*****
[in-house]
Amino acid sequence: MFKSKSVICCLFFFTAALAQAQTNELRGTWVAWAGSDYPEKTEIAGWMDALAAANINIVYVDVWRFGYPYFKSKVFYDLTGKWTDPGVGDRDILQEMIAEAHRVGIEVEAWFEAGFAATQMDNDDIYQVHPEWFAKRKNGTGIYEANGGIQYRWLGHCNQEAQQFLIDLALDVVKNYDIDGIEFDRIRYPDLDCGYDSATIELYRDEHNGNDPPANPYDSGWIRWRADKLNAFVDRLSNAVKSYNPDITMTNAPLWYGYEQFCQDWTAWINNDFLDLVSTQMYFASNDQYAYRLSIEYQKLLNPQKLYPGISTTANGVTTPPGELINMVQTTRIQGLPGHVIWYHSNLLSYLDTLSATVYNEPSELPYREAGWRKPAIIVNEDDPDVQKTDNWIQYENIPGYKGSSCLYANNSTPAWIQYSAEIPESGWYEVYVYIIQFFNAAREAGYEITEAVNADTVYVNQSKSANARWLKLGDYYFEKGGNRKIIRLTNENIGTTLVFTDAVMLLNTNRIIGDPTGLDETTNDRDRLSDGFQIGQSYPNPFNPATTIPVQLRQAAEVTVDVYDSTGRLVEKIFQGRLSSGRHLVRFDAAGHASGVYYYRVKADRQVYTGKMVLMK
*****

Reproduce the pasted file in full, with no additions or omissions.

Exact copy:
[in-house]
Amino acid sequence: MFKSKSVICCLFFFTAALAQAQTNELRGTWVAWAGSDYPEKTEIAGWMDALAAANINIVYVDVWRFGYPYFKSKVFYDLTGKWTDPGVGDRDILQEMIAEAHRVGIEVEAWFEAGFAATQMDNDDIYQVHPEWFAKRKNGTGIYEANGGIQYRWLGHCNQEAQQFLIDLALDVVKNYDIDGIEFDRIRYPDLDCGYDSATIELYRDEHNGNDPPANPYDSGWIRWRADKLNAFVDRLSNAVKSYNPDITMTNAPLWYGYEQFCQDWTAWINNDFLDLVSTQMYFASNDQYAYRLSIEYQKLLNPQKLYPGISTTANGVTTPPGELINMVQTTRIQGLPGHVIWYHSNLLSYLDTLSATVYNEPSELPYREAGWRKPAIIVNEDDPDVQKTDNWIQYENIPGYKGSSCLYANNSTPAWIQYSAEIPESGWYEVYVYIIQFFNAAREAGYEITEAVNADTVYVNQSKSANARWLKLGDYYFEKGGNRKIIRLTNENIGTTLVFTDAVMLLNTNRIIGDPTGLDETTNDRDRLSDGFQIGQSYPNPFNPATTIPVQLRQAAEVTVDVYDSTGRLVEKIFQGRLSSGRHLVRFDAAGHASGVYYYRVKADRQVYTGKMVLMK